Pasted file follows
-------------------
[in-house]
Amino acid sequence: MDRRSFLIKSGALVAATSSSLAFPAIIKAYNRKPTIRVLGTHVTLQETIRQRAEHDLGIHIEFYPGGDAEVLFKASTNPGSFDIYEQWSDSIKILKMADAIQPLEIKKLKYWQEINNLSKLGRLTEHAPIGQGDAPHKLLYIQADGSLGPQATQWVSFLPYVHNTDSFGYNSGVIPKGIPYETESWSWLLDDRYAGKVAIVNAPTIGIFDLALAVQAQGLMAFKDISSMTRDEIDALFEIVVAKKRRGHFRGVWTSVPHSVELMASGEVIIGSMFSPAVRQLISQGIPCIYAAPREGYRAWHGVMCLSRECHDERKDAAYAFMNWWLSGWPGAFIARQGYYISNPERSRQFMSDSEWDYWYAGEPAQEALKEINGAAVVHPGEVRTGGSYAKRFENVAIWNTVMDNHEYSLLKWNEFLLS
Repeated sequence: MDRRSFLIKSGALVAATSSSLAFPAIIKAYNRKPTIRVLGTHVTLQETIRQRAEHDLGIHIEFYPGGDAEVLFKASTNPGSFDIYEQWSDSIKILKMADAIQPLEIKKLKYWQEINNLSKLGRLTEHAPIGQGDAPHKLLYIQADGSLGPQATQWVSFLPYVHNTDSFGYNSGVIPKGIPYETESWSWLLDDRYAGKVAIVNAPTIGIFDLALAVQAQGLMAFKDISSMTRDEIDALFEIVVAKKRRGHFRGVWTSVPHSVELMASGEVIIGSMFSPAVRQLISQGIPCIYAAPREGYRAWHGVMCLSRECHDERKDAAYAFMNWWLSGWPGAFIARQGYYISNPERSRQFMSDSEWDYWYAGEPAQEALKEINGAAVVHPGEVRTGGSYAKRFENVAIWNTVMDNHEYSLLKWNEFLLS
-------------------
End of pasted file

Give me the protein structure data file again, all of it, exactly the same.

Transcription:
[in-house]
Amino acid sequence: MDRRSFLIKSGALVAATSSSLAFPAIIKAYNRKPTIRVLGTHVTLQETIRQRAEHDLGIHIEFYPGGDAEVLFKASTNPGSFDIYEQWSDSIKILKMADAIQPLEIKKLKYWQEINNLSKLGRLTEHAPIGQGDAPHKLLYIQADGSLGPQATQWVSFLPYVHNTDSFGYNSGVIPKGIPYETESWSWLLDDRYAGKVAIVNAPTIGIFDLALAVQAQGLMAFKDISSMTRDEIDALFEIVVAKKRRGHFRGVWTSVPHSVELMASGEVIIGSMFSPAVRQLISQGIPCIYAAPREGYRAWHGVMCLSRECHDERKDAAYAFMNWWLSGWPGAFIARQGYYISNPERSRQFMSDSEWDYWYAGEPAQEALKEINGAAVVHPGEVRTGGSYAKRFENVAIWNTVMDNHEYSLLKWNEFLLS
Repeated sequence: MDRRSFLIKSGALVAATSSSLAFPAIIKAYNRKPTIRVLGTHVTLQETIRQRAEHDLGIHIEFYPGGDAEVLFKASTNPGSFDIYEQWSDSIKILKMADAIQPLEIKKLKYWQEINNLSKLGRLTEHAPIGQGDAPHKLLYIQADGSLGPQATQWVSFLPYVHNTDSFGYNSGVIPKGIPYETESWSWLLDDRYAGKVAIVNAPTIGIFDLALAVQAQGLMAFKDISSMTRDEIDALFEIVVAKKRRGHFRGVWTSVPHSVELMASGEVIIGSMFSPAVRQLISQGIPCIYAAPREGYRAWHGVMCLSRECHDERKDAAYAFMNWWLSGWPGAFIARQGYYISNPERSRQFMSDSEWDYWYAGEPAQEALKEINGAAVVHPGEVRTGGSYAKRFENVAIWNTVMDNHEYSLLKWNEFLLS